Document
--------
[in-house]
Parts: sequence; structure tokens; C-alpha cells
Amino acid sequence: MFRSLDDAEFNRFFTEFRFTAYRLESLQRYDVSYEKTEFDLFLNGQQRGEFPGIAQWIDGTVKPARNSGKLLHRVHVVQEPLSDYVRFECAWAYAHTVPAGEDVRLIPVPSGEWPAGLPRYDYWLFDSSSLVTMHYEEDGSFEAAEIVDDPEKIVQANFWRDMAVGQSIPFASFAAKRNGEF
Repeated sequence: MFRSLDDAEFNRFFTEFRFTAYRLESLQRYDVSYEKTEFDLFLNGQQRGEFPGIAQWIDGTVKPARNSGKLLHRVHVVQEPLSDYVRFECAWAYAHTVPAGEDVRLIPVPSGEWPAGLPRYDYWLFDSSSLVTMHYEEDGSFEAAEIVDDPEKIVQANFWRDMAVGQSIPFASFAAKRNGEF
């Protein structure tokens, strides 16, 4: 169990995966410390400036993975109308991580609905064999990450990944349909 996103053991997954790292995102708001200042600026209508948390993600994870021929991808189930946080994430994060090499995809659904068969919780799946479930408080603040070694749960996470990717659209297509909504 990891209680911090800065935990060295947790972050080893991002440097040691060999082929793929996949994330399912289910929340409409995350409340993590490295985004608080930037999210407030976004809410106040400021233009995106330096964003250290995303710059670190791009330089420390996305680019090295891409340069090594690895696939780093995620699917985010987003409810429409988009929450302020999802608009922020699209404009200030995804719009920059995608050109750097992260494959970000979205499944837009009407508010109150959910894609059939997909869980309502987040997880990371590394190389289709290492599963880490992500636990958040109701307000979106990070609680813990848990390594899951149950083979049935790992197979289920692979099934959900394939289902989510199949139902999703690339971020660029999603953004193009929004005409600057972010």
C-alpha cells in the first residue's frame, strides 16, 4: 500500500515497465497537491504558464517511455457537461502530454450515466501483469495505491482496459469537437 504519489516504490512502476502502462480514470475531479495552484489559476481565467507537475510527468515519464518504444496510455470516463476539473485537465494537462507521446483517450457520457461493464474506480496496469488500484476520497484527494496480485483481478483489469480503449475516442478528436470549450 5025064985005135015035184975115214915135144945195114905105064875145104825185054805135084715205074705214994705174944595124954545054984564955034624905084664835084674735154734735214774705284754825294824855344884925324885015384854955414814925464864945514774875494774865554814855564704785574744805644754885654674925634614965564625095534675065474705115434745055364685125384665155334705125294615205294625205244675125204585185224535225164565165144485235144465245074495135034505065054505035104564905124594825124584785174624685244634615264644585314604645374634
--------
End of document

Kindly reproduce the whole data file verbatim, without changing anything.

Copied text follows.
[in-house]
Parts: sequence; structure tokens; C-alpha cells
Amino acid sequence: MFRSLDDAEFNRFFTEFRFTAYRLESLQRYDVSYEKTEFDLFLNGQQRGEFPGIAQWIDGTVKPARNSGKLLHRVHVVQEPLSDYVRFECAWAYAHTVPAGEDVRLIPVPSGEWPAGLPRYDYWLFDSSSLVTMHYEEDGSFEAAEIVDDPEKIVQANFWRDMAVGQSIPFASFAAKRNGEF
Repeated sequence: MFRSLDDAEFNRFFTEFRFTAYRLESLQRYDVSYEKTEFDLFLNGQQRGEFPGIAQWIDGTVKPARNSGKLLHRVHVVQEPLSDYVRFECAWAYAHTVPAGEDVRLIPVPSGEWPAGLPRYDYWLFDSSSLVTMHYEEDGSFEAAEIVDDPEKIVQANFWRDMAVGQSIPFASFAAKRNGEF
């Protein structure tokens, strides 16, 4: 169990995966410390400036993975109308991580609905064999990450990944349909 996103053991997954790292995102708001200042600026209508948390993600994870021929991808189930946080994430994060090499995809659904068969919780799946479930408080603040070694749960996470990717659209297509909504 990891209680911090800065935990060295947790972050080893991002440097040691060999082929793929996949994330399912289910929340409409995350409340993590490295985004608080930037999210407030976004809410106040400021233009995106330096964003250290995303710059670190791009330089420390996305680019090295891409340069090594690895696939780093995620699917985010987003409810429409988009929450302020999802608009922020699209404009200030995804719009920059995608050109750097992260494959970000979205499944837009009407508010109150959910894609059939997909869980309502987040997880990371590394190389289709290492599963880490992500636990958040109701307000979106990070609680813990848990390594899951149950083979049935790992197979289920692979099934959900394939289902989510199949139902999703690339971020660029999603953004193009929004005409600057972010």
C-alpha cells in the first residue's frame, strides 16, 4: 500500500515497465497537491504558464517511455457537461502530454450515466501483469495505491482496459469537437 504519489516504490512502476502502462480514470475531479495552484489559476481565467507537475510527468515519464518504444496510455470516463476539473485537465494537462507521446483517450457520457461493464474506480496496469488500484476520497484527494496480485483481478483489469480503449475516442478528436470549450 5025064985005135015035184975115214915135144945195114905105064875145104825185054805135084715205074705214994705174944595124954545054984564955034624905084664835084674735154734735214774705284754825294824855344884925324885015384854955414814925464864945514774875494774865554814855564704785574744805644754885654674925634614965564625095534675065474705115434745055364685125384665155334705125294615205294625205244675125204585185224535225164565165144485235144465245074495135034505065054505035104564905124594825124584785174624685244634615264644585314604645374634